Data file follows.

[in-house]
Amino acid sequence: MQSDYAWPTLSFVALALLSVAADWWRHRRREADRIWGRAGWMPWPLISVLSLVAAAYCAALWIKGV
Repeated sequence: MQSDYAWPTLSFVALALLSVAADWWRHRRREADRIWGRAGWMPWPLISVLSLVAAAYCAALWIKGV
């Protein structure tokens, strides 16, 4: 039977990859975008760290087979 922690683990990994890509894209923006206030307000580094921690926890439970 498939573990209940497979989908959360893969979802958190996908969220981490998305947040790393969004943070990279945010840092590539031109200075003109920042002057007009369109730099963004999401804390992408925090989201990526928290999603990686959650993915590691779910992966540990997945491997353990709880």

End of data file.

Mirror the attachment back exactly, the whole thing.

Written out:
[in-house]
Amino acid sequence: MQSDYAWPTLSFVALALLSVAADWWRHRRREADRIWGRAGWMPWPLISVLSLVAAAYCAALWIKGV
Repeated sequence: MQSDYAWPTLSFVALALLSVAADWWRHRRREADRIWGRAGWMPWPLISVLSLVAAAYCAALWIKGV
């Protein structure tokens, strides 16, 4: 039977990859975008760290087979 922690683990990994890509894209923006206030307000580094921690926890439970 498939573990209940497979989908959360893969979802958190996908969220981490998305947040790393969004943070990279945010840092590539031109200075003109920042002057007009369109730099963004999401804390992408925090989201990526928290999603990686959650993915590691779910992966540990997945491997353990709880």